With so much attention focused on renewable energy, most people have ignored the electrical engineering sector. In fact, over the last decades there has been tremendous progress in electrical engineering, some of which affect our lives every day. Here are some of the latest and most exciting breakthroughs.
Communicating Proton Chips
Scientists at the University of Washington have just crossed a massive threshold between communication between machines and humans. They have created a transistor that is based on protons instead of traditional electrons. The goal of this transistor is to create a device that can communicate directly with living things.
In the human body, protons activate “off” and “on” switches, making them vital players for transferring biological energy. If a machine could sense currents made by protons, it could be altered to generate proton currents and directly control body functions. Although there are already many types of brain implants, none of them are yet able to significantly affect things like body movements.
The Invisible Scalpel
Researchers from the University of Michigan have engineered a highly focused sound beam that will eventually be used for performing 100% non-invasive surgery. This sound beam can be focused down to as small as 75X400 micrometers, allowing it to be used to manipulate individual cells. It may even be able to bypass nerve fibers, so the patient would not feel any pain during the surgery.
Optoacoustic lens were used to create the beam. In most cases, these waves are next to useless since they don’t generate much power. To help amplify the waves, the lens are coated with a carbon nanotube and polydimethylsiloxane layer. These layers absorb the heat and expand rapidly, which boosts the sound waves. When focused on a surface, the waves generate pressure to cut or blast away at the target. Scientists have already successfully removed an ovarian cancer cell with this beam and plan to test it on other medical procedures in the future.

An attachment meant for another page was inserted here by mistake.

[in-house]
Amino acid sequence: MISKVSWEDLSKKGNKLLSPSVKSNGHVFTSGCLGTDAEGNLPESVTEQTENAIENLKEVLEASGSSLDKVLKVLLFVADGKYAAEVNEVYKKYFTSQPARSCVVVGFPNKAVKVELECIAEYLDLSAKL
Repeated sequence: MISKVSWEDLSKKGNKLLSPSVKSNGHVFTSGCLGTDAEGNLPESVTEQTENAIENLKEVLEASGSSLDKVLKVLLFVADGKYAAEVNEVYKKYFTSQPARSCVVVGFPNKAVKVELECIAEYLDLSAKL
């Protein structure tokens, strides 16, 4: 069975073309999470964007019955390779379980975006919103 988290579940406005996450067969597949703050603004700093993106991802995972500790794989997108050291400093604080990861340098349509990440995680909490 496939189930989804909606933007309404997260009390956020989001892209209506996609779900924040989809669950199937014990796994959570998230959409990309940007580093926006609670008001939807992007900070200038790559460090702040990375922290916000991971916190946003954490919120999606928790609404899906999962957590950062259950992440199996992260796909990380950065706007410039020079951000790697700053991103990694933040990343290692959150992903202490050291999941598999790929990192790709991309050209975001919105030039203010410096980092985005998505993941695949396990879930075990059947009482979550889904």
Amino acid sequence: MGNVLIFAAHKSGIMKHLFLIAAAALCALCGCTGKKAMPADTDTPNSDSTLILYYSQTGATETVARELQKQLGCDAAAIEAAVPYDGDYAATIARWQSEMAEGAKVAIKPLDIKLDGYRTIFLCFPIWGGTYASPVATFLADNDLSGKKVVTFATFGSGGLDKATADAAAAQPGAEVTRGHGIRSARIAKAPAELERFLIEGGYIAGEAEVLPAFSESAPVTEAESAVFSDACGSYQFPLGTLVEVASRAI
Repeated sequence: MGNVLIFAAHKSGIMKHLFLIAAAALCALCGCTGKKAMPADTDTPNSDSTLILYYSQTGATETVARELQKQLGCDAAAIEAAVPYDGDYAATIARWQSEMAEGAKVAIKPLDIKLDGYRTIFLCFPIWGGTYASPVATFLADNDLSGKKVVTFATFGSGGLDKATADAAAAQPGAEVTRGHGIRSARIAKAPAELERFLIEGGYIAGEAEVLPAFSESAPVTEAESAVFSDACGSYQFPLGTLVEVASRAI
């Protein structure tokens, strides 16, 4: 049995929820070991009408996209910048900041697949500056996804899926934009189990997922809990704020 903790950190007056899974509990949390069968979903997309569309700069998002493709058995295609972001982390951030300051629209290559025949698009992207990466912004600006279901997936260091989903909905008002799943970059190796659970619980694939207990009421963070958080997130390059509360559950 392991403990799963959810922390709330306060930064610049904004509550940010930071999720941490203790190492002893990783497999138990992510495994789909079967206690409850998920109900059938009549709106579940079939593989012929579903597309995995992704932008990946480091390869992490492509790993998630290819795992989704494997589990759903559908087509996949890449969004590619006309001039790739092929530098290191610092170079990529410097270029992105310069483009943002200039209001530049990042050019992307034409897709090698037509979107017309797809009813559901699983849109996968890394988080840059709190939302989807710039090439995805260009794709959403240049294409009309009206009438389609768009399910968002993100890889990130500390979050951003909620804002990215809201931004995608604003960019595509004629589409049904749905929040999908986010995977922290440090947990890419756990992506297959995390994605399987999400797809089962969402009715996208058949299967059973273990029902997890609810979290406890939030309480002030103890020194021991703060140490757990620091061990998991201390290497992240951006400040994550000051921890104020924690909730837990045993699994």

3D Printers for Cartilages
3D printers have become a major craze in recent years. However, you probably haven’t heard of a 3D printer that can create cartilages ready for implants. For a few years, there has been technology to allow 3D printers to produce things such as artificial arteries. With this latest improvement, doctors will have a much easier time curing injured cartilages.
To create the cartilage, the 3D printer uses electrospun polymers and then adds a solution of cartilage cells. This is deposited in a box that on a traditional printer is used for keeping the ink. Since the material is synthetic, it is actually more stable than traditional cartilage.
Walk in Another’s Shoes
Despite vast improvements in teleprecense, virtual traveling still consists of little more than listening to headphones and staring at a computer screen. To help make teleprecense a bit more of a “sensory” experience, engineers have created a system that uses all five of the body’s senses to simulate how it feels to live inside another person’s body.
With this system, you will be able to feel the actually sensations of touching objects and standing on the ground. When you are running there are extremely large vibrations, and when walking in the city there are various breezes and scents you can experience.
At the moment this technology can only be experienced in a lab room, but researchers are hoping that it will eventually be used on a commercial level. People who do not have money or time to travel could simulate walking up the Eiffel tower or even doing/experiencing extreme sports like skydiving or bungee jumping. Since all five senses are covered, the list of possible activities are endless.
Author Bio: William Stevens is a writer who creates informative articles in relation to technology. In this article, he explains new technologies in electrical engineering and aims to encourage further study in this field, click here for more information.